Joyce Russell

Correspondent

Joyce Russell is a correspondent based at the Iowa Statehouse. Joyce has been covering the Iowa Statehouse since shortly after joining the news staff at WOI Radio in 1988. Her earlier broadcasting experience included news reporting at commercial stations in Oklahoma City and Fort Wayne, Indiana. Joyce’s reports can be heard on National Public Radio and American Public Media programs including All Things Considered, Morning Edition, and Marketplace.  She covered the last six Iowa caucus campaigns and interviewed numerous candidates for president, including some who went on to attain the highest office in the land.   

Joyce  has a bachelor’s degree in English from Saint Louis University and  a master’s degree in English from the University of Oklahoma.   

Joyce’s favorite public radio program is Fresh Air.

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After bitter partisan debate, the Iowa House last night approved a bill to change the rules for Iowa workers filing asbestos-related lawsuits.   

Critics say workers exposed to the cancer-causing substance could be harmed by the bill.   

But backers say meritless cases are clogging up the courts.

Joyce Russell/IPR

Iowa Secretary of Agriculture Bill Northey says the state’s poultry producers are reviewing their biosecurity measures now that new cases of avian flu have been reported in other states.   

The disease caused millions of dollars in losses in Iowa in 2015, with the destruction of as many as 31 million birds.  

“We have seen this new case in Tennessee, and a couple low-pathogenic cases in Tennessee and Wisconsin,” Northey said.     “I'm sure everybody's checking their biosecurity plans again.”

Joyce Russell/IPR

Governor Branstad today condemned anti-immigrant comments that appeared in a weekend tweet from Republican 4th District Representative Steve King.   

King wrote in support of anti-immigration Dutch Parliamentarian Geert Wilders who wants to ban the Quran in the Netherlands and shut down mosques.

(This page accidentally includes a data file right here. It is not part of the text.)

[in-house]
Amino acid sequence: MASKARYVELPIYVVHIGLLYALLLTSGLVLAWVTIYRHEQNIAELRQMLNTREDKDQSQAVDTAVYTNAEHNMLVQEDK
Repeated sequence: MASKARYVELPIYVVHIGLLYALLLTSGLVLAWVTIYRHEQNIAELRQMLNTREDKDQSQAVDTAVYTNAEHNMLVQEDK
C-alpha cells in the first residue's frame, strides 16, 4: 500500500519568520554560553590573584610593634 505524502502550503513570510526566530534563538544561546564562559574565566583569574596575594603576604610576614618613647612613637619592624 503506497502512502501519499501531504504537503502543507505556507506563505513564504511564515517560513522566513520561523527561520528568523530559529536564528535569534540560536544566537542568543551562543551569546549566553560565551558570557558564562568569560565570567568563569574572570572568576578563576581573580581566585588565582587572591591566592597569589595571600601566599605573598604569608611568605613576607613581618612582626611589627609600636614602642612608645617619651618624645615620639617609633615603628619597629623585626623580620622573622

“Wilders understands that culture and demographics are our destiny,” King tweeted.   “We can’t restore our civilization with somebody else's babies.”

Kay Henderson/Radio Iowa

After lengthy and sometimes emotional debate, the Iowa House last night approved a wide-ranging gun rights bill and sent it over to the Senate for their consideration. 

Republicans argued it restores Iowans’ Second Amendment rights that have long been denied.   Democrats called it dangerous and predicted more gun violence if it becomes law.  

It was an exciting day for Rep. Matt Windschitl (R-Missouri Valley).

Joyce Russell/IPR

Opponents of a bill banning a higher minimum wage which is working its way through the Iowa House far outnumbered supporters at a public hearing at the statehouse last night.    

The bill would rescind minimum wages approved in Polk, Linn, Johnson, and Wapello Counties that are higher than the statewide wage of $7.25 an hour. 

Low-income Iowans and their advocates, religious groups, child advocacy groups, and students all spoke out against the bill and in favor of a higher minimum wage.

Joyce Russell/IPR

The state of Iowa will receive a multi-million dollar windfall as part of a $15 billion  settlement with German carmaker Volkswagen over its emissions cheating scandal.   

Iowa’s $21 million share must be spent on projects to reduce toxic emissions into the Iowa environment.  

A federal judge approved the settlement between Volkswagen and state and federal governments last year.  

The carmaker sold nearly 600,000 diesel vehicles with model years 2009 to 2016 equipped with so-called defeat devices to get around emissions standards.